What Women Want

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At 25, Fatima, who lives in Morocco, has experienced more of life than women twice herage. Married at 20, she lost her first born son at four months of age; soon thereafter shediscovered that she was infected with HIV.

Fatima is one of the lucky ones. While shunned by friends and family, her husband hasstood by her through it all. “My husband supported me,” she said. “He believes it is God’swill and he will not leave me until death.” The couple went on to have two daughters, andboth they and her husband are not infected. “My hope is able to take care of my daughters.The oldest one wants to be a doctor,” she said proudly. “She always says, ‘I will be a doctorand cure you, Mom. You will not have to take this medicine anymore.’”

Such are the dreams of the members of MENA-Rosa. Many they share with millions ofother women across the region to whom HIV is just a string of letters, not a daily reality:marriage, children, grandchildren, a happy and healthy life for themselves and theirfamilies. But for many, HIV has altered life priorities. “Before my infection, my wish was towork, live, be happy, travel and have money,” says Hiba, a 30 year old from Lebanon, whohas been living with HIV for five years. “Now, the money / financial situation has no longerany impact on my life, health is the most important thing to me.” But for others, in lessfortunate circumstances, money does matter; their illness means that food, housing andhealthcare are daily struggles.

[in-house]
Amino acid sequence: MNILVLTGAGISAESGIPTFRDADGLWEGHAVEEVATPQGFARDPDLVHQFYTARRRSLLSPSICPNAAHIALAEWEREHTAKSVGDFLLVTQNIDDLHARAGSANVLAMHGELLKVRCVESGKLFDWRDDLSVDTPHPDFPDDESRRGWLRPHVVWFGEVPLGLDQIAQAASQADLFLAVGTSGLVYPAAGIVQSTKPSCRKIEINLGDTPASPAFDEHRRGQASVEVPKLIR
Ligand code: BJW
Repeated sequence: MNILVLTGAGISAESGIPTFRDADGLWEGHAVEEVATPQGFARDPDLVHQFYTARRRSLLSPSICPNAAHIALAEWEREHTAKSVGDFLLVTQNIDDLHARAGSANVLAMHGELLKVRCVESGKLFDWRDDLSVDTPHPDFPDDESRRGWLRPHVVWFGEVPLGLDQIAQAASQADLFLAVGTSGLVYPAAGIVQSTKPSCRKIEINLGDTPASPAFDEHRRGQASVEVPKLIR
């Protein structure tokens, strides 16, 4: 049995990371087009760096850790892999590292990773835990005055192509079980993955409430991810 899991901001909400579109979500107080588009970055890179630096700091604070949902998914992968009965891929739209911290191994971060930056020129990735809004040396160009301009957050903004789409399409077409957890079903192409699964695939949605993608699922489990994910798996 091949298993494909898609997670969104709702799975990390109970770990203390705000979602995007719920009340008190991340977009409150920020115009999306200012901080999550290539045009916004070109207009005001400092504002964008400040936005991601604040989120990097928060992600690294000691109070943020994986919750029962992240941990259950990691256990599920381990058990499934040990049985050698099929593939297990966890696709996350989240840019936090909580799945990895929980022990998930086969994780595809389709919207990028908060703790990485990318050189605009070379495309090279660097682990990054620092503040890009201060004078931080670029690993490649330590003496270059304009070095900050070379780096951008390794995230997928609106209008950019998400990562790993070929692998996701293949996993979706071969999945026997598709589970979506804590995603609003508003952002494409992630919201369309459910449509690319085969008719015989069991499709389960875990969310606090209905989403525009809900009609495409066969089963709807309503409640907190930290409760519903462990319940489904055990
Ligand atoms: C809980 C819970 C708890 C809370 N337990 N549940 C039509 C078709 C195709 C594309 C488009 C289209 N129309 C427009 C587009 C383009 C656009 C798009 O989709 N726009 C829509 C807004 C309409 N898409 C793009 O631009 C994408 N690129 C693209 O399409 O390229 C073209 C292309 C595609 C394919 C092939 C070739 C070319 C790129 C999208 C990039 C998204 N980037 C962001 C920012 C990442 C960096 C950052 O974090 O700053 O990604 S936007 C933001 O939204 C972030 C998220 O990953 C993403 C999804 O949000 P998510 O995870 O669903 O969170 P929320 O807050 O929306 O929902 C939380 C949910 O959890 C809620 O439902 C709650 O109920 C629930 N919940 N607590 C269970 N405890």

UNAIDS has neatly summarized the challenges facing women living with HIV around theworld, challenges which equally confront women in the Middle East and North Africa:

“Unbalanced power relations, lack of access to services, economic and legal empowermentdifferentials between men and women, sexual coercion and violence and entrenchedgender roles limit the ability of women and girls to exercise their rights. HIV-relatedstigma and discrimination disproportionally affect women and girls, constraining theirability to access services. HIV-positive women and girls are less likely to have access toservices, disclose their status or negotiate safer sex for fear of being mistreated, rejectedor experiencing violence. Moreover, women and girls carry a disproportionate and debilitating burden of AIDS-related care, especially in places with weak health and otherpublic sector services. In addition, girls miss school and women are forced to leave paidwork due to factors such as early marriage, pregnancy outside marriage and sociallyascribed requirements to care for the sick, thereby deepening the poverty and economicdependence of women, reducing their ability to participate in public life and hinderingtheir socioeconomic, cultural and political potentials.”